As it happens, the part of France in which I was holidaying – Languedoc-Roussillon – is no stranger to violent social struggle. Only a few kilometres down the road lies the village of Lagrasse and its medieval abbey founded, according to legend, by Charlemagne as he passed through on his way to fight the Moors in Spain. During the French campaigns, incited by Pope Innocent III to repress the popular Cathar "heresy" [the rigid demarcation of good and evil worlds, with the Catholic church firmly in the latter] which rooted itself in southern France in the thirteenth century, Lagrasse’s abbot played the dubious role of mediator in the savage crusade. (Those murdered in the devastated cities all around here in Languedoc numbered in the tens of thousands.) In other words, he "secured the surrender" of the rebel city of Carcassonne to the king in 1226. You can tell from the tone of the rest of the pamphlet distributed at the abbey-museum that this was a happy ending from the point of view of the French state and a once-terrified Church. But you have to wonder whether Cathar dualism, which reached right back into the Gnostic heresies of the early Church in the east, has ever really been wiped out, or lost its usefulness. As a religious historian explains its appeal: "Dualism was always attractive because it explained the role of devils, who were everywhere." (Paul Johnson, A History of Christianity)

The Church reserved for itself the right to redistribute among the faithful Crusaders the lands confiscated by the defeated heretics. Alas, come the Revolution of 1789, the monastic community, reduced to fourteen monks, was itself dispersed, and the property nationalized.

Crusaders and religious military orders such as the Templars poured war-like and ardent out of their southern French castles to overthrow the adversaries of the Christian faith, Cathars, Huguenots and most especially Moslems in the Holy Land. Yet here I was, some 800 years later, in the city of Narbonne, after a pleasant lunch of mussels and frites in the pitiless heat of the breezeless cathedral square, making a tour of "The Oriental Mirage," a collection of "Orientalist " paintings in the Museum of Art and History. All is forgiven, it seems, at least on the French side. Here, for example, is the bare-breasted Black girl at the ornate (must be Turkish) fountain, balancing a jug of water on her head, and the bare-breasted Gypsy maid, bearing a warrior’s helmet on a silver platter. The Muslim adversary has become "the inspiring source of colors and forms for a Europe fascinated by the fantasy of a Harem." Nineteenth-century writer Theophile Gauthier quipped that "Europeans talk a lot about poetry, Orientals put it into action." Sumptuous and shimmering, this mirage of the Oriental "other" is the erotic analogue of that other Oriental subject, served up to the Crusaders: hook-nosed, hissing, and in scandalous occupation of Christianity’s holy sites.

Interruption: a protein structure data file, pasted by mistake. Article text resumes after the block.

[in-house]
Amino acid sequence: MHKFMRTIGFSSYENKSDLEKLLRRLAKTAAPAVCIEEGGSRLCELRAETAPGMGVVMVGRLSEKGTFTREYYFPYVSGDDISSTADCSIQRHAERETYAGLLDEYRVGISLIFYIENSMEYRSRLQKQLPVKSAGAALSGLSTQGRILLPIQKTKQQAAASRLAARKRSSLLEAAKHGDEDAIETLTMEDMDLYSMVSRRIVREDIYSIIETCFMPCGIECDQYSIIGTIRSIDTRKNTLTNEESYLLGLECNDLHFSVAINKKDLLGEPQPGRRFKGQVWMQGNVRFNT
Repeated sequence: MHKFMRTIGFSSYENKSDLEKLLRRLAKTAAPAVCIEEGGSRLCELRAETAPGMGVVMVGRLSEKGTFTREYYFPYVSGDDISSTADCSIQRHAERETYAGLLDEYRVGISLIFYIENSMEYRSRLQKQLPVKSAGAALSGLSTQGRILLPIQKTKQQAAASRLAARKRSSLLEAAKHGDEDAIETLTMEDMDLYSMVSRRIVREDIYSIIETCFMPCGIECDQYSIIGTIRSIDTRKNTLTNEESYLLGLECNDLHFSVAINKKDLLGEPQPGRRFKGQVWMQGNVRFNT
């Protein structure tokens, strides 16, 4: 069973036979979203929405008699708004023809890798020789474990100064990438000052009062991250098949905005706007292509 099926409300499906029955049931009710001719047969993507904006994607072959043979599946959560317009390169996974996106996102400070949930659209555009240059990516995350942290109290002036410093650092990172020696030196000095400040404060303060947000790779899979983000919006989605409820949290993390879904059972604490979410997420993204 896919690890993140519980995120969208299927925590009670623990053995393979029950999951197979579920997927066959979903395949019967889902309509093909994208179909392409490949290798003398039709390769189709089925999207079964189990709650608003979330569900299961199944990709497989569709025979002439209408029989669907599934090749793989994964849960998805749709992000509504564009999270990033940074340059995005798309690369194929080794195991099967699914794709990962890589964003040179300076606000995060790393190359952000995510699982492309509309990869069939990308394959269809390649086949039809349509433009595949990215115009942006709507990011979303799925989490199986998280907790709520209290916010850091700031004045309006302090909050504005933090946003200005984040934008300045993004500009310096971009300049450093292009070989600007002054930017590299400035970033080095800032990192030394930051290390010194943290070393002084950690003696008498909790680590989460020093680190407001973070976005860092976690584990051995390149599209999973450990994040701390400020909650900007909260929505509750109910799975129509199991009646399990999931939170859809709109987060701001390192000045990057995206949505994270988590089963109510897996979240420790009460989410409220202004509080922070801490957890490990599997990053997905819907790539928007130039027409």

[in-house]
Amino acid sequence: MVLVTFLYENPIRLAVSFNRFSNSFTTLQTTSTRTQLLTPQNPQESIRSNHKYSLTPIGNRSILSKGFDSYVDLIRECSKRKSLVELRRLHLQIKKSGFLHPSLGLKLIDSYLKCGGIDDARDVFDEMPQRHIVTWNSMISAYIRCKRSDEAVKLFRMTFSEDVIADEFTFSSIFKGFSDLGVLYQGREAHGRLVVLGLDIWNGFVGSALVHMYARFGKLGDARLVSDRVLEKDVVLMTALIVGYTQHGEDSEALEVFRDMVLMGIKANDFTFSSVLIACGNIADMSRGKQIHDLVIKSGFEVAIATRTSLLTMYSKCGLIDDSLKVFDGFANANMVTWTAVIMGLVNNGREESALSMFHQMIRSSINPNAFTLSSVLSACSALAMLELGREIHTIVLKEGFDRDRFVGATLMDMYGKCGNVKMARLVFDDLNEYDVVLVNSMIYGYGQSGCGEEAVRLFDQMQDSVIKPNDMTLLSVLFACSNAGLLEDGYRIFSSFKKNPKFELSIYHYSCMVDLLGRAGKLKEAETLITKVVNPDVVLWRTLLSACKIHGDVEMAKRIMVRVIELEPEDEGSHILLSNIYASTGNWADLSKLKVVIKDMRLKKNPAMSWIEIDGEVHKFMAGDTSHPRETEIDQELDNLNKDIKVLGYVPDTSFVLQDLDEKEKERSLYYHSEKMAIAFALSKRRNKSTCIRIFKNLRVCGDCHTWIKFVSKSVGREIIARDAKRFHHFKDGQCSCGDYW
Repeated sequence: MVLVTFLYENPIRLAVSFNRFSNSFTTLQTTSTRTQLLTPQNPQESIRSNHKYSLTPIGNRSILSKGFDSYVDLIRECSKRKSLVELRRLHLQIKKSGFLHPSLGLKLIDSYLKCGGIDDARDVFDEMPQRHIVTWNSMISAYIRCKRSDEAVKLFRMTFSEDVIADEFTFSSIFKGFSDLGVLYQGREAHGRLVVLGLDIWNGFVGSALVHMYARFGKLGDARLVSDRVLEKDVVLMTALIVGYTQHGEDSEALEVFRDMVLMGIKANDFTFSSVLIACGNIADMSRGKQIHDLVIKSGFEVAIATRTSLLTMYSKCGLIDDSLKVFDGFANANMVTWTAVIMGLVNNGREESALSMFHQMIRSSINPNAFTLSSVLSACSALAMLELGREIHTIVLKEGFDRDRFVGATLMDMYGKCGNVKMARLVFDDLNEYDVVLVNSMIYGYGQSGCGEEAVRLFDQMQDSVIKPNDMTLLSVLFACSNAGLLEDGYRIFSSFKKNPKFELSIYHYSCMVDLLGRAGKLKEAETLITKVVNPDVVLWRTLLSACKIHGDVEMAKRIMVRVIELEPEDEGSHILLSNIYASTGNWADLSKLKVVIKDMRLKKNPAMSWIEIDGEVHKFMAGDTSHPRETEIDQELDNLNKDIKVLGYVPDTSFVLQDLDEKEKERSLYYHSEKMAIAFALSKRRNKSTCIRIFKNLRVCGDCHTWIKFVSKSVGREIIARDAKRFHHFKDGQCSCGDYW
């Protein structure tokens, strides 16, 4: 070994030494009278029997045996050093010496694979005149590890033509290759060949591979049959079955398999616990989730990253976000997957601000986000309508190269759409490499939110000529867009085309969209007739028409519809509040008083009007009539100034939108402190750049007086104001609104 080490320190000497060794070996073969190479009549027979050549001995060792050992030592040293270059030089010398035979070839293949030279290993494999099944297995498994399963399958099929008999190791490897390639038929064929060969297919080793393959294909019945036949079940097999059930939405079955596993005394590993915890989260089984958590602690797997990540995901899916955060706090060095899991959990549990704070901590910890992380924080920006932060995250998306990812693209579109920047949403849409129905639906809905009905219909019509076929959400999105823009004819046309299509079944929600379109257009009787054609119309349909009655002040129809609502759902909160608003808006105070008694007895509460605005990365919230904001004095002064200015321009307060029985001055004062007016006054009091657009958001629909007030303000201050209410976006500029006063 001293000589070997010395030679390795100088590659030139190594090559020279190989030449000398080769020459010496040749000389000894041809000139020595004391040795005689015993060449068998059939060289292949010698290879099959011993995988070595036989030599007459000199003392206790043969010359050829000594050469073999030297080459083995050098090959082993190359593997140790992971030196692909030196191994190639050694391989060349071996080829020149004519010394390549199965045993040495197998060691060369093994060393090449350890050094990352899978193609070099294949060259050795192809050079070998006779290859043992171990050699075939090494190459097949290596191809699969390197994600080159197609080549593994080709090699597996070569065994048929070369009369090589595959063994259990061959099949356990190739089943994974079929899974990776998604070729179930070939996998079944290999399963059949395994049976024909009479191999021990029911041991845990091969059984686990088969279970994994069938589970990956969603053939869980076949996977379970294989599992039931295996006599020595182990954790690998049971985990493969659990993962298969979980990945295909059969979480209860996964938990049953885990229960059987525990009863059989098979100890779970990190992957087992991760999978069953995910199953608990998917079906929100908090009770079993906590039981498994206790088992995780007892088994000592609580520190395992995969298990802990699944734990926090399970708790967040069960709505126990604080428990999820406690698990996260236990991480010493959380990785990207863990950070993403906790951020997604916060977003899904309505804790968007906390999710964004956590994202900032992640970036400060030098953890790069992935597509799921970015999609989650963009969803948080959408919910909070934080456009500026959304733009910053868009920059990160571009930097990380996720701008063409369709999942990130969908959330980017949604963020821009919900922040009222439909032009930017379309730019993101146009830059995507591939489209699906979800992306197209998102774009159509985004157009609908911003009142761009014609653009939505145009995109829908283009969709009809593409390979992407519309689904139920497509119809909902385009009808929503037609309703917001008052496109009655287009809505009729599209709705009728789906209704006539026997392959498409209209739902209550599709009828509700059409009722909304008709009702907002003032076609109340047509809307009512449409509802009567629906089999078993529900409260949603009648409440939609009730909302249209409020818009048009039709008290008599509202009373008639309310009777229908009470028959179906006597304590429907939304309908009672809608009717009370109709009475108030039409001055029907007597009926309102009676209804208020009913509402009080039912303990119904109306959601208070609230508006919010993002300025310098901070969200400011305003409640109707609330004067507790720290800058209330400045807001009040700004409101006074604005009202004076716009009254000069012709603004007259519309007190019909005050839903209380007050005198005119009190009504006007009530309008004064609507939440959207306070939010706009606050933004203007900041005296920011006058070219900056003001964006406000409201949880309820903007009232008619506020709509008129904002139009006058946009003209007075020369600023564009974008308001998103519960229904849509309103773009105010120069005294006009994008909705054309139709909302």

As someone who has spent the last several years obsessed by the history of the cultures at the eastern end of the Mediterranean (Byzantine, Slavic, Ottoman, Orthodox), it was useful to be reminded of how western Europeans see their own historical context, which is to say, usually without reference to eastern Christianity. So, for example, the French remain traumatized – to judge from a tourism brochure, "Discover Cathar Country" – by the fact that it was a Catholic primate, Innocent III, who rallied the "only crusade ever led on Catholic lands," Christians shedding Christian blood in appalling and pitiless violence – but remain untroubled by that equally horrific anti-Christian crusade, the Fourth, that culminated in the sack of Constantinople in 1204, capital city of the Christian Roman Empire, aka Byzantium. And the Eastern Christians weren’t even heretics!

In London, in the new and grand British Library just down the street from King’s Cross station, I spent a couple of vigilant hours at the special exhibit, "Painted Labyrinth: The World of the Lindisfarne Gospels," curious to see how far east that world extended. It was a gorgeous exhibit, dedicated to an 8th century masterpiece of illuminated manuscript right there under glass, written and painted in honour of the Northumbrian saint, Cuthbert. "If you’re interested in understanding more about yourself and your heritage you’ll find new questions and new answers to the maze of the past," a Library brochure assured me. Well, Anglo-Saxon and Celtic culture is part of my heritage, along with those Byzantines, given my grandparents’ homesteads in English-speaking Canada: would I understand myself better?